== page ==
Linked in Regeneration
|Linked in Regeneration||03.09.2018 16:30 - 17:30||Cranach House Auditorium|
Linked in regeneration” wants to offer young and senior scientists from Berlin to come together and discuss with internationally renowned guest speakers how to advance research into regenerative medicine and its translation into the clinics. The Lecture Series Linked in Regeneration 2018 is organized and hosted by young postdocs of the Berlin-Brandenburg School for Regenerative Therapies.
Monday, 3 September 2018 | 16.30 am
Speaker: Roeland Merks
(Universiteit Leiden, Biomodeling and Biosystems Analysis Group, the Netherlands)
Host: Clemens Kühn (JWI)
The mathematics of blood vessel growth: predicting multicellular patterning during angiogenesis from individual endothelial cell behavior
Roeland Merks is professor of Multiscale Mathematical Biology at the Mathematical Institute and the Institute for Biology of Leiden University. Roeland Merks works on a variety of topics, including cell-ECM interactions during angiogenesis and cell-based modelling of branching growth. His primary focus is on the mechanisms of biological growth and form, for which he develops multiscale, cell-based modelling approaches together with experimental partners. He obtained his PhD from the University of Amsterdam for a project on computational modeling of coral growth. Among other stations, Roeland Merks worked with Prof. James Glazier at the Biocomplexity Institute at Indiana University. He became a young group leader at VIB in 2007 and moved to CWI (the Dutch national research institute for mathematics and computer science) in Amsterdam in 2008. He received full tenure at CWI in 2012, a part-time professorship at Leiden University in 2014, and took up his current, full-time professorship at Leiden University in 2018. Roeland Merks received a Marie Curie-Skłodowska Intra-European Fellowship in 2006, a European Reintegration Grant in 2008, an NWO Vidi grant in 2010, and a NWO Vici grant in 2018.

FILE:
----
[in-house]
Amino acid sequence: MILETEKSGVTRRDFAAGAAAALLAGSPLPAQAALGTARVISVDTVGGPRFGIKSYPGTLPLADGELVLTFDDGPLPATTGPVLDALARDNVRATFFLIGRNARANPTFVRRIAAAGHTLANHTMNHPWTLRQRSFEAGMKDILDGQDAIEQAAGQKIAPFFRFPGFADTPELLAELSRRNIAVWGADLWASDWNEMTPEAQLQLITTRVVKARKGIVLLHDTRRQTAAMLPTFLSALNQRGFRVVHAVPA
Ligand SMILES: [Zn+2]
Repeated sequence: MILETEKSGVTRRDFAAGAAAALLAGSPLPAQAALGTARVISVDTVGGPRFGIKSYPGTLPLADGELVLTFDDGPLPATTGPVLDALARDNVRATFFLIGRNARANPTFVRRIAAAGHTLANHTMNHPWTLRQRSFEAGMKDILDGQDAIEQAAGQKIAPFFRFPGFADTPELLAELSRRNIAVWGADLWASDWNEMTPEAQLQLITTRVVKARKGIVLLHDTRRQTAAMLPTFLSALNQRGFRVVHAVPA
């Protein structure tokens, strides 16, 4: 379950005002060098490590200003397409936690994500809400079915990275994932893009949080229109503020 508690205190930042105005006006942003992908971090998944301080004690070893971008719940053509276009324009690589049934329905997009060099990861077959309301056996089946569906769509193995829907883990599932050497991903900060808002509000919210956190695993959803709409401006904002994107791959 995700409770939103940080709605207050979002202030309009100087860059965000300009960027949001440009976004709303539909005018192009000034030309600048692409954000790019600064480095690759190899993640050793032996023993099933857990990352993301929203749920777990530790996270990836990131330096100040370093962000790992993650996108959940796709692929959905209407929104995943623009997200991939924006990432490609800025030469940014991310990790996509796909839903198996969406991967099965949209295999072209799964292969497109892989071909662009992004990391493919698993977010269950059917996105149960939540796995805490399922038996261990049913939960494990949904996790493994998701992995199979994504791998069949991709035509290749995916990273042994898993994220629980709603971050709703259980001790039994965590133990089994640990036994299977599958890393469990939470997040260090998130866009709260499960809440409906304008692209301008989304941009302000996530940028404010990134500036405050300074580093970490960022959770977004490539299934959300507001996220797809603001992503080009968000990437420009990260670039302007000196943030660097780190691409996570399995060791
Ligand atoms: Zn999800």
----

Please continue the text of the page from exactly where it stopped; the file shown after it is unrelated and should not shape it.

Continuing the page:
Three interesting publications
- Cell elongation is key to in silico replication of in vitro vasculogenesis and subsequent remodelling
- Emergence of microbial diversity due to cross-feeding interactions in a spatial model of gut microbial metabolism